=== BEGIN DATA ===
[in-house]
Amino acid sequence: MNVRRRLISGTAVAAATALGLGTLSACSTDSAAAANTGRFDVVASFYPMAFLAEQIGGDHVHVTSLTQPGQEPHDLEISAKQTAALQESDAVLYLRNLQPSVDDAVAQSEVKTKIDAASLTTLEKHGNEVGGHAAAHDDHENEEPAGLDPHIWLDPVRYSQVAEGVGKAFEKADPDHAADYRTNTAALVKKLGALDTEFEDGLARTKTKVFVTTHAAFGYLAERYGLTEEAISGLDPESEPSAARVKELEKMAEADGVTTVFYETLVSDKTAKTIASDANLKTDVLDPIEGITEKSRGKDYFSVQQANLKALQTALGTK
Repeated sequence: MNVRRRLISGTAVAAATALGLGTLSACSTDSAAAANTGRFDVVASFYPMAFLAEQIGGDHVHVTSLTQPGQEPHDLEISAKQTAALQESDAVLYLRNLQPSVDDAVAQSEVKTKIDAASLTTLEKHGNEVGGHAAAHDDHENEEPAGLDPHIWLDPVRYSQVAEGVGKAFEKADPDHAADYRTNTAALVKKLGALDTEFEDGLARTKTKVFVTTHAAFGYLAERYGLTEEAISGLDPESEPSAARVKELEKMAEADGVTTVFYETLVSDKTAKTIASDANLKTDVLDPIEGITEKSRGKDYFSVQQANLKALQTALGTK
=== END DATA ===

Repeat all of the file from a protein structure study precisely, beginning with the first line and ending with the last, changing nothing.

[in-house]
Amino acid sequence: MNVRRRLISGTAVAAATALGLGTLSACSTDSAAAANTGRFDVVASFYPMAFLAEQIGGDHVHVTSLTQPGQEPHDLEISAKQTAALQESDAVLYLRNLQPSVDDAVAQSEVKTKIDAASLTTLEKHGNEVGGHAAAHDDHENEEPAGLDPHIWLDPVRYSQVAEGVGKAFEKADPDHAADYRTNTAALVKKLGALDTEFEDGLARTKTKVFVTTHAAFGYLAERYGLTEEAISGLDPESEPSAARVKELEKMAEADGVTTVFYETLVSDKTAKTIASDANLKTDVLDPIEGITEKSRGKDYFSVQQANLKALQTALGTK
Repeated sequence: MNVRRRLISGTAVAAATALGLGTLSACSTDSAAAANTGRFDVVASFYPMAFLAEQIGGDHVHVTSLTQPGQEPHDLEISAKQTAALQESDAVLYLRNLQPSVDDAVAQSEVKTKIDAASLTTLEKHGNEVGGHAAAHDDHENEEPAGLDPHIWLDPVRYSQVAEGVGKAFEKADPDHAADYRTNTAALVKKLGALDTEFEDGLARTKTKVFVTTHAAFGYLAERYGLTEEAISGLDPESEPSAARVKELEKMAEADGVTTVFYETLVSDKTAKTIASDANLKTDVLDPIEGITEKSRGKDYFSVQQANLKALQTALGTK